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Adjunctive Psychotherapy for Depression Studied

Findings suggest addition of psychotherapy does not increase remission over medication alone

THURSDAY, Nov. 5 (HealthDay News) -- Adjunctive psychotherapy added to antidepressant medications for patients with chronic depression did not increase the proportion of patients achieving remission, according to a study in the November issue of the Archives of General Psychiatry.

James H. Kocsis, M.D., of Weill Cornell Medical College in New York City, and colleagues treated chronically depressed patients using a two-phase treatment protocol with phase one consisting of an antidepressant medication used in accordance with a pharmacotherapy algorithm. After phase one, patients not achieving remission were randomized to 12 weeks of either continued medication and the addition of the cognitive behavioral analysis system of psychotherapy, continued medication and the addition of brief supportive psychotherapy, or optimized medication alone.

Overall, the researchers found the mean Hamilton Scale for Depression (HAM-D) scores dropped from 25.9 to 17.7 among non-responders and from 15.2 to 9.9 among partial responders. However, there was no significant difference for the three phase two treatment strategies in terms of remission (15.0 percent), partial response (22.5 percent), non-response (62.5 percent), or HAM-D score changes.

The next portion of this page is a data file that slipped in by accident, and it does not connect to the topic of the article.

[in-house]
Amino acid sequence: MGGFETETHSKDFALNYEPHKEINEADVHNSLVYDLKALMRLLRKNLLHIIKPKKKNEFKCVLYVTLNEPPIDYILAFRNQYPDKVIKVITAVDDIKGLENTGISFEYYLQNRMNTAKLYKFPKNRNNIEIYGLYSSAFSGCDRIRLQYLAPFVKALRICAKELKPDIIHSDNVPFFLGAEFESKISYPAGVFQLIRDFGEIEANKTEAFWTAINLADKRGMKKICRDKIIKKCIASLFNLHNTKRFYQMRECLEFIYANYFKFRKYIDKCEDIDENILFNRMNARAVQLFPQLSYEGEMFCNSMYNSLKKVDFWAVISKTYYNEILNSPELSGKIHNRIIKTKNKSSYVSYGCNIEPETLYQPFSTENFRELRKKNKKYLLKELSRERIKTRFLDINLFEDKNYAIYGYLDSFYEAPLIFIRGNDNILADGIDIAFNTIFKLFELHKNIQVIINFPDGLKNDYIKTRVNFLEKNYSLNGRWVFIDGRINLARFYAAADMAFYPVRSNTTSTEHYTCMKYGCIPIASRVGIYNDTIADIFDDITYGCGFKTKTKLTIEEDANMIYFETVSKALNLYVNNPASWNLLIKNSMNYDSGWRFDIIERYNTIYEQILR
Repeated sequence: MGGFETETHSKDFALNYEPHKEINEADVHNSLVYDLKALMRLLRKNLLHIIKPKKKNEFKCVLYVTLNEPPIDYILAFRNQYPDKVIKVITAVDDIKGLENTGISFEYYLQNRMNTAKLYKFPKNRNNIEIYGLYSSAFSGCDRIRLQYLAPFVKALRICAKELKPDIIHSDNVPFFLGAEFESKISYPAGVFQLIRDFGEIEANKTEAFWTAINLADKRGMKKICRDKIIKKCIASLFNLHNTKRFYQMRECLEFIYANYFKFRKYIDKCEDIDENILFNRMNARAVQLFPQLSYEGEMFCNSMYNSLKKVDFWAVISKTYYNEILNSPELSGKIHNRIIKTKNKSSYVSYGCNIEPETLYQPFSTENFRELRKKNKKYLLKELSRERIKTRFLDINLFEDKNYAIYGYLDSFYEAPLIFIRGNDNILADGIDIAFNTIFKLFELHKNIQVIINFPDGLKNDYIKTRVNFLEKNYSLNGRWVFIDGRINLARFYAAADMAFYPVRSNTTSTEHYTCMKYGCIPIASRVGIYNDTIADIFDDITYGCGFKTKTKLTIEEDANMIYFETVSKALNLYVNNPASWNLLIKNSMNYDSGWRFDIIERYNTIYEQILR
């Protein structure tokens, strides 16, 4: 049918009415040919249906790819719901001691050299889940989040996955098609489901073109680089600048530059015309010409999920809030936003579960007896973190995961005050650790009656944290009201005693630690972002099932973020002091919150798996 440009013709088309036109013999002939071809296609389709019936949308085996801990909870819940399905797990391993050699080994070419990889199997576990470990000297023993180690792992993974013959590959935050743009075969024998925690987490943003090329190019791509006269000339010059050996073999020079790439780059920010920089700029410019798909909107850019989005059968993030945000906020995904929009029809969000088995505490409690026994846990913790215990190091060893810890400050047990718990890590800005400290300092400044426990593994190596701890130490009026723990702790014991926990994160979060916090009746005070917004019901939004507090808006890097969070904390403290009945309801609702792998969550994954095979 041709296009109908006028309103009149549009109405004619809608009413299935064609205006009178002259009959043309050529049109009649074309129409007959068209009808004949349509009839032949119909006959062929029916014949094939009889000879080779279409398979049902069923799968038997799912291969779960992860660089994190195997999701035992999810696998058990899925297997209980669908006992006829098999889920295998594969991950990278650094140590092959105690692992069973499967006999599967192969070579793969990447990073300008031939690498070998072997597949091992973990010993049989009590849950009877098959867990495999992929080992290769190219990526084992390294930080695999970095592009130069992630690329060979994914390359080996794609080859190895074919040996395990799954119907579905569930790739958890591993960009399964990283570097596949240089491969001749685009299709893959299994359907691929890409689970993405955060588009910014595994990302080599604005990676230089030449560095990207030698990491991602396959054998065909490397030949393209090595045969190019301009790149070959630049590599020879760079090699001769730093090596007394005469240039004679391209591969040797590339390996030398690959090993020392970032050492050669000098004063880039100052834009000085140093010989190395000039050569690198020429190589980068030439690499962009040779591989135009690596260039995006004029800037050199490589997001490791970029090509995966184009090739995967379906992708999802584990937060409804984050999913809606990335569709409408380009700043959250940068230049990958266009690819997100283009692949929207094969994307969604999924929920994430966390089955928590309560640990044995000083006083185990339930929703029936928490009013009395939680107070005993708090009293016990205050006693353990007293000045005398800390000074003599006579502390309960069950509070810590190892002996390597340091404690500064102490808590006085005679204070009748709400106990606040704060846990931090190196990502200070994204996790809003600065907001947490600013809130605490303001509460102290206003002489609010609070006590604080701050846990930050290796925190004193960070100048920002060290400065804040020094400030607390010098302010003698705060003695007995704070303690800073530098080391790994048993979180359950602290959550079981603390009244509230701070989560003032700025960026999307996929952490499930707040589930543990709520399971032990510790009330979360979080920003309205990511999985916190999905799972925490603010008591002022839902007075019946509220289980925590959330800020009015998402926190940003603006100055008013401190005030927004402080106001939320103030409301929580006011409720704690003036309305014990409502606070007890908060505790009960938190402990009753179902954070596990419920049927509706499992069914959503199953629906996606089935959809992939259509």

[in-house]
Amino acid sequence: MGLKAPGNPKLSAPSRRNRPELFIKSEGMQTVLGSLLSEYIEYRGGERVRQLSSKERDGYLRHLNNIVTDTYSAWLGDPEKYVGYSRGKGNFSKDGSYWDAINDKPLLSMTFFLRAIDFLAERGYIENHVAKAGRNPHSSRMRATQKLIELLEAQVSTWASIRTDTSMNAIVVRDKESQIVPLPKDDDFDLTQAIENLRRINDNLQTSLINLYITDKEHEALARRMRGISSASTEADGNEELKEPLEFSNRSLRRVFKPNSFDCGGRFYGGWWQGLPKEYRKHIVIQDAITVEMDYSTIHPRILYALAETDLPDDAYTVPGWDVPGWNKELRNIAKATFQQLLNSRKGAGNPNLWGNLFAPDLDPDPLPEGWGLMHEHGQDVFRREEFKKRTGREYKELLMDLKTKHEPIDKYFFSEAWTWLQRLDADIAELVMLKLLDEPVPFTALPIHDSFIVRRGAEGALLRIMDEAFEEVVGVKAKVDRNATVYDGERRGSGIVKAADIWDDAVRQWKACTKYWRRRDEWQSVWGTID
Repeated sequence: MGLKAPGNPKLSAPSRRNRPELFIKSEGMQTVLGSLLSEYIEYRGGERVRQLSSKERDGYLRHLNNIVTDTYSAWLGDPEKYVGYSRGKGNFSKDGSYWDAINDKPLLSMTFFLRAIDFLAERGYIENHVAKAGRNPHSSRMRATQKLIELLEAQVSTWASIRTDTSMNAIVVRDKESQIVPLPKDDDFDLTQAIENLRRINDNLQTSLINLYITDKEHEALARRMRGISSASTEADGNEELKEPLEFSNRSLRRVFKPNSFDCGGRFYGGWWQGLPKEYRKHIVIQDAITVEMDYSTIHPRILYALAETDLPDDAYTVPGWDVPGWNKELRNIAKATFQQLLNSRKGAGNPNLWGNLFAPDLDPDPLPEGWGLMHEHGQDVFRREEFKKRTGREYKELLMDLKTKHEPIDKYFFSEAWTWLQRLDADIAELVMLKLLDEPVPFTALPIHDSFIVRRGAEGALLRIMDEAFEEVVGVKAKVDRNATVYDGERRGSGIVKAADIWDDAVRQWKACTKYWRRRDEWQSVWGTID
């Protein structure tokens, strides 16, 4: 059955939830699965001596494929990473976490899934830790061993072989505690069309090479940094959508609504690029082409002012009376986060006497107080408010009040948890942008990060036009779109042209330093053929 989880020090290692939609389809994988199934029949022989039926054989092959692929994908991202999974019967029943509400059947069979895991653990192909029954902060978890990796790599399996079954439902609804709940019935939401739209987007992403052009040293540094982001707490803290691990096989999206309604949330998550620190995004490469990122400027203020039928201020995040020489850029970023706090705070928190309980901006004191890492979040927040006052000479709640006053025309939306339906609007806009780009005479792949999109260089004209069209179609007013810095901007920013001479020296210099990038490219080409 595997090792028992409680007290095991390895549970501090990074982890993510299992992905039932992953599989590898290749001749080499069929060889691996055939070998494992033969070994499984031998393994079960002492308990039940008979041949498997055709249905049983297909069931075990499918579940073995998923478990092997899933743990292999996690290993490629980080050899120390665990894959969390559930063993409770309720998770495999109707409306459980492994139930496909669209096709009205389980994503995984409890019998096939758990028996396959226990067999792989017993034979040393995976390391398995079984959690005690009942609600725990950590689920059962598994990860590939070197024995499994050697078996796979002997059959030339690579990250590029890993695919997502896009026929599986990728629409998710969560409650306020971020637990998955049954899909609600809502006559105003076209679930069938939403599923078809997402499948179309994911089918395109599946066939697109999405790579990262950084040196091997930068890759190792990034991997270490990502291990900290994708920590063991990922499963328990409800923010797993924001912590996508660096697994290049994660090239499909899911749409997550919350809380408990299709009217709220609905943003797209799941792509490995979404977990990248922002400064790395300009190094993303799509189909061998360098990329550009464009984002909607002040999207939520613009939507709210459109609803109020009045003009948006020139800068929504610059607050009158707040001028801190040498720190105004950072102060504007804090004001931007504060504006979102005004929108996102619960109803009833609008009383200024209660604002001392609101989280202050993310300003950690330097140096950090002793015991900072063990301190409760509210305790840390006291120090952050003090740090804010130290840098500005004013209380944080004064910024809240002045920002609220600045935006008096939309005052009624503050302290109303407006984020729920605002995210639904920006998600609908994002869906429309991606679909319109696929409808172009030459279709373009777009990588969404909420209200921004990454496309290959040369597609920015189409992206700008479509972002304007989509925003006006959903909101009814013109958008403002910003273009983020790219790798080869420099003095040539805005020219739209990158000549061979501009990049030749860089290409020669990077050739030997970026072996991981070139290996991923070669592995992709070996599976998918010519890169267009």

"Although 37.5 percent of the participants experienced partial response or remitted in phase two, neither form of adjunctive psychotherapy significantly improved outcomes over that of a flexible, individualized pharmacotherapy regimen alone. A longitudinal assessment of later-emerging benefits is ongoing," the authors write.

Several authors reported financial relationships with the pharmaceutical industry. All study medications were donated by pharmaceutical companies.

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